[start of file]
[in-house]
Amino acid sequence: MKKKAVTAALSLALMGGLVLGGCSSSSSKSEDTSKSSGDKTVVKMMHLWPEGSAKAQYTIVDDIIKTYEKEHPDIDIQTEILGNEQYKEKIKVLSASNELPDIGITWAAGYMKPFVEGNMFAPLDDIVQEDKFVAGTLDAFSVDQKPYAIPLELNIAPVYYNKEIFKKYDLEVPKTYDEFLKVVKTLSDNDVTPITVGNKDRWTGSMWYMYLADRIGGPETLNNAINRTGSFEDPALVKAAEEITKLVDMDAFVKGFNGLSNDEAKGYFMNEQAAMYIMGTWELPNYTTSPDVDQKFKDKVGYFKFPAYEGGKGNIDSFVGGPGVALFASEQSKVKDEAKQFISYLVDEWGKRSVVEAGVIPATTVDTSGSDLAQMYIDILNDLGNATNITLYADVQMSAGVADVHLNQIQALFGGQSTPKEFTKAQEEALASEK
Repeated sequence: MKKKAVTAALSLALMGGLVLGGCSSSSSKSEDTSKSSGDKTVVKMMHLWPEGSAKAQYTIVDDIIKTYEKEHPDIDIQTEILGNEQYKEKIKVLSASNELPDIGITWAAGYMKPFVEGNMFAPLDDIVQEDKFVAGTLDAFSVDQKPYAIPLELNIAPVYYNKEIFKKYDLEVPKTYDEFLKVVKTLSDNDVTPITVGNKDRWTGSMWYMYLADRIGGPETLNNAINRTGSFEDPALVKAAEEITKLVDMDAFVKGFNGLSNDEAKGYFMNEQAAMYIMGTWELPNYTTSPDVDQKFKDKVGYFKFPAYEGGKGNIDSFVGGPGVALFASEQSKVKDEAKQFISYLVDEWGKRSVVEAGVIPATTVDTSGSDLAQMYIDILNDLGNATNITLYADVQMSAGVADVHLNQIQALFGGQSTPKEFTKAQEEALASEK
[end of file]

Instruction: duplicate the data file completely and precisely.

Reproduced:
[in-house]
Amino acid sequence: MKKKAVTAALSLALMGGLVLGGCSSSSSKSEDTSKSSGDKTVVKMMHLWPEGSAKAQYTIVDDIIKTYEKEHPDIDIQTEILGNEQYKEKIKVLSASNELPDIGITWAAGYMKPFVEGNMFAPLDDIVQEDKFVAGTLDAFSVDQKPYAIPLELNIAPVYYNKEIFKKYDLEVPKTYDEFLKVVKTLSDNDVTPITVGNKDRWTGSMWYMYLADRIGGPETLNNAINRTGSFEDPALVKAAEEITKLVDMDAFVKGFNGLSNDEAKGYFMNEQAAMYIMGTWELPNYTTSPDVDQKFKDKVGYFKFPAYEGGKGNIDSFVGGPGVALFASEQSKVKDEAKQFISYLVDEWGKRSVVEAGVIPATTVDTSGSDLAQMYIDILNDLGNATNITLYADVQMSAGVADVHLNQIQALFGGQSTPKEFTKAQEEALASEK
Repeated sequence: MKKKAVTAALSLALMGGLVLGGCSSSSSKSEDTSKSSGDKTVVKMMHLWPEGSAKAQYTIVDDIIKTYEKEHPDIDIQTEILGNEQYKEKIKVLSASNELPDIGITWAAGYMKPFVEGNMFAPLDDIVQEDKFVAGTLDAFSVDQKPYAIPLELNIAPVYYNKEIFKKYDLEVPKTYDEFLKVVKTLSDNDVTPITVGNKDRWTGSMWYMYLADRIGGPETLNNAINRTGSFEDPALVKAAEEITKLVDMDAFVKGFNGLSNDEAKGYFMNEQAAMYIMGTWELPNYTTSPDVDQKFKDKVGYFKFPAYEGGKGNIDSFVGGPGVALFASEQSKVKDEAKQFISYLVDEWGKRSVVEAGVIPATTVDTSGSDLAQMYIDILNDLGNATNITLYADVQMSAGVADVHLNQIQALFGGQSTPKEFTKAQEEALASEK